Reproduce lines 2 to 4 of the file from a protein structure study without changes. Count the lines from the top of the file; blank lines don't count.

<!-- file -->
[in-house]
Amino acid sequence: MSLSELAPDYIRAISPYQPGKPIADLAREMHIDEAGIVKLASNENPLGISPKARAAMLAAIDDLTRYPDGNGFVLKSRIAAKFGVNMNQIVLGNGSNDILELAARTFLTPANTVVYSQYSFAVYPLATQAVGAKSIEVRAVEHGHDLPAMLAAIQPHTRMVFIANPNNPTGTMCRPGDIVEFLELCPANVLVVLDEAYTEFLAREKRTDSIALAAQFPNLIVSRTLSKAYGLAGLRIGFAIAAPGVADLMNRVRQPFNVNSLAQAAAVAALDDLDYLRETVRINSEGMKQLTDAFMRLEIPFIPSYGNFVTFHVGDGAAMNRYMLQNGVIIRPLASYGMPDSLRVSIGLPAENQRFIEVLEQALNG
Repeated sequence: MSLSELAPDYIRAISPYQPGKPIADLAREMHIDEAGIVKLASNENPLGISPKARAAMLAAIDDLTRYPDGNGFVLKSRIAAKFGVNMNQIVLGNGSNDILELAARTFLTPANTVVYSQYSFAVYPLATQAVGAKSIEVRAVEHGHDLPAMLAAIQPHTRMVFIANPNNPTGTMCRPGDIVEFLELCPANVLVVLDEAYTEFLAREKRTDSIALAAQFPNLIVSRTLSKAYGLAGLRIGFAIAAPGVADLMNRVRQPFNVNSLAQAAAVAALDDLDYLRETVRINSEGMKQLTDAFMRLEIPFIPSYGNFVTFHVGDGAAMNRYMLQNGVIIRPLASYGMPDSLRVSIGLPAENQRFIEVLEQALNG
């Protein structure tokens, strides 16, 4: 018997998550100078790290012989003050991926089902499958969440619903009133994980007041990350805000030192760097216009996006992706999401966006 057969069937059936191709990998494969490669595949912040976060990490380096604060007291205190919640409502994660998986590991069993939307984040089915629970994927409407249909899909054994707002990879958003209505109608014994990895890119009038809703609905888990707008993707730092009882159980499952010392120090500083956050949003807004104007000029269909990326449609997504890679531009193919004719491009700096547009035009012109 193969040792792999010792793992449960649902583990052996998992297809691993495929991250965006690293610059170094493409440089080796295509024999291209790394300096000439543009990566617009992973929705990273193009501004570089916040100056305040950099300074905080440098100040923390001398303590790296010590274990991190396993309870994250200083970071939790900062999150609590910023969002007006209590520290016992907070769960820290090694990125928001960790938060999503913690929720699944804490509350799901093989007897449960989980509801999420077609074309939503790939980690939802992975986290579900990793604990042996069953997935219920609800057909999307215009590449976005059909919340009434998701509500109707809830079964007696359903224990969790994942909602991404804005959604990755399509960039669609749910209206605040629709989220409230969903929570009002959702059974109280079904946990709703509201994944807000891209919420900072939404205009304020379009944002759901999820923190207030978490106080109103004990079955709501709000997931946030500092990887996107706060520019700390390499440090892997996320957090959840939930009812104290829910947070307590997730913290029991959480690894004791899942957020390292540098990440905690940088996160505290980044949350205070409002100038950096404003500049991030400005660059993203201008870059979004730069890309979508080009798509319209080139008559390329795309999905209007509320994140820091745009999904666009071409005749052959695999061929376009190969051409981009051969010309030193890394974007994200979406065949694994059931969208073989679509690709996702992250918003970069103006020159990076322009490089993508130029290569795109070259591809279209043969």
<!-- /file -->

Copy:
Amino acid sequence: MSLSELAPDYIRAISPYQPGKPIADLAREMHIDEAGIVKLASNENPLGISPKARAAMLAAIDDLTRYPDGNGFVLKSRIAAKFGVNMNQIVLGNGSNDILELAARTFLTPANTVVYSQYSFAVYPLATQAVGAKSIEVRAVEHGHDLPAMLAAIQPHTRMVFIANPNNPTGTMCRPGDIVEFLELCPANVLVVLDEAYTEFLAREKRTDSIALAAQFPNLIVSRTLSKAYGLAGLRIGFAIAAPGVADLMNRVRQPFNVNSLAQAAAVAALDDLDYLRETVRINSEGMKQLTDAFMRLEIPFIPSYGNFVTFHVGDGAAMNRYMLQNGVIIRPLASYGMPDSLRVSIGLPAENQRFIEVLEQALNG
Repeated sequence: MSLSELAPDYIRAISPYQPGKPIADLAREMHIDEAGIVKLASNENPLGISPKARAAMLAAIDDLTRYPDGNGFVLKSRIAAKFGVNMNQIVLGNGSNDILELAARTFLTPANTVVYSQYSFAVYPLATQAVGAKSIEVRAVEHGHDLPAMLAAIQPHTRMVFIANPNNPTGTMCRPGDIVEFLELCPANVLVVLDEAYTEFLAREKRTDSIALAAQFPNLIVSRTLSKAYGLAGLRIGFAIAAPGVADLMNRVRQPFNVNSLAQAAAVAALDDLDYLRETVRINSEGMKQLTDAFMRLEIPFIPSYGNFVTFHVGDGAAMNRYMLQNGVIIRPLASYGMPDSLRVSIGLPAENQRFIEVLEQALNG
């Protein structure tokens, strides 16, 4: 018997998550100078790290012989003050991926089902499958969440619903009133994980007041990350805000030192760097216009996006992706999401966006 057969069937059936191709990998494969490669595949912040976060990490380096604060007291205190919640409502994660998986590991069993939307984040089915629970994927409407249909899909054994707002990879958003209505109608014994990895890119009038809703609905888990707008993707730092009882159980499952010392120090500083956050949003807004104007000029269909990326449609997504890679531009193919004719491009700096547009035009012109 193969040792792999010792793992449960649902583990052996998992297809691993495929991250965006690293610059170094493409440089080796295509024999291209790394300096000439543009990566617009992973929705990273193009501004570089916040100056305040950099300074905080440098100040923390001398303590790296010590274990991190396993309870994250200083970071939790900062999150609590910023969002007006209590520290016992907070769960820290090694990125928001960790938060999503913690929720699944804490509350799901093989007897449960989980509801999420077609074309939503790939980690939802992975986290579900990793604990042996069953997935219920609800057909999307215009590449976005059909919340009434998701509500109707809830079964007696359903224990969790994942909602991404804005959604990755399509960039669609749910209206605040629709989220409230969903929570009002959702059974109280079904946990709703509201994944807000891209919420900072939404205009304020379009944002759901999820923190207030978490106080109103004990079955709501709000997931946030500092990887996107706060520019700390390499440090892997996320957090959840939930009812104290829910947070307590997730913290029991959480690894004791899942957020390292540098990440905690940088996160505290980044949350205070409002100038950096404003500049991030400005660059993203201008870059979004730069890309979508080009798509319209080139008559390329795309999905209007509320994140820091745009999904666009071409005749052959695999061929376009190969051409981009051969010309030193890394974007994200979406065949694994059931969208073989679509690709996702992250918003970069103006020159990076322009490089993508130029290569795109070259591809279209043969």